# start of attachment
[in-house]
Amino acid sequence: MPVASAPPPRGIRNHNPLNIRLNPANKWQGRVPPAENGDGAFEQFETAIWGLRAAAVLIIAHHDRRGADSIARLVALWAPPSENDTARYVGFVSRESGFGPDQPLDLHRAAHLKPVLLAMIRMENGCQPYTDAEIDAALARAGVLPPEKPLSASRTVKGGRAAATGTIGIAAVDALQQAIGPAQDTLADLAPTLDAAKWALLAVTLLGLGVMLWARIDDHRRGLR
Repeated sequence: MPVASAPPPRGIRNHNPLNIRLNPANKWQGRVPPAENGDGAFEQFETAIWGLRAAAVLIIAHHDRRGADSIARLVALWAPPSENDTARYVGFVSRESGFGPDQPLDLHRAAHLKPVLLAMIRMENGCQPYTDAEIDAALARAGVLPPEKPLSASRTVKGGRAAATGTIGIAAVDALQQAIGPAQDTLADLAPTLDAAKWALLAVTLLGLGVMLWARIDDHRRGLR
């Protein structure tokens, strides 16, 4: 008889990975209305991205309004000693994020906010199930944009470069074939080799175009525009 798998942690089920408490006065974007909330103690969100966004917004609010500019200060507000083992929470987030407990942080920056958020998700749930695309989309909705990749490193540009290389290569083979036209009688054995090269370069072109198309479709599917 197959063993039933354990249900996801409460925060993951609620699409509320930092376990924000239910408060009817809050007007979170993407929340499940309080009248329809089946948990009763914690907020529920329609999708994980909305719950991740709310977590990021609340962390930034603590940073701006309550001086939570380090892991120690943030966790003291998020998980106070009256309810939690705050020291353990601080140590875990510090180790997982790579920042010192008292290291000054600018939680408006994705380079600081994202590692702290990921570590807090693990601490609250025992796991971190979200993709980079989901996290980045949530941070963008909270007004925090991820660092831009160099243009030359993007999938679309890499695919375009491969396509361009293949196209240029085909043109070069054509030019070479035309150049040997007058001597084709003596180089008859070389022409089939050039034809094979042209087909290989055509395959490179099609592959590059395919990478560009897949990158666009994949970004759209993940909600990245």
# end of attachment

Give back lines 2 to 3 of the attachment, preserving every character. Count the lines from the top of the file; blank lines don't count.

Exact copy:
Amino acid sequence: MPVASAPPPRGIRNHNPLNIRLNPANKWQGRVPPAENGDGAFEQFETAIWGLRAAAVLIIAHHDRRGADSIARLVALWAPPSENDTARYVGFVSRESGFGPDQPLDLHRAAHLKPVLLAMIRMENGCQPYTDAEIDAALARAGVLPPEKPLSASRTVKGGRAAATGTIGIAAVDALQQAIGPAQDTLADLAPTLDAAKWALLAVTLLGLGVMLWARIDDHRRGLR
Repeated sequence: MPVASAPPPRGIRNHNPLNIRLNPANKWQGRVPPAENGDGAFEQFETAIWGLRAAAVLIIAHHDRRGADSIARLVALWAPPSENDTARYVGFVSRESGFGPDQPLDLHRAAHLKPVLLAMIRMENGCQPYTDAEIDAALARAGVLPPEKPLSASRTVKGGRAAATGTIGIAAVDALQQAIGPAQDTLADLAPTLDAAKWALLAVTLLGLGVMLWARIDDHRRGLR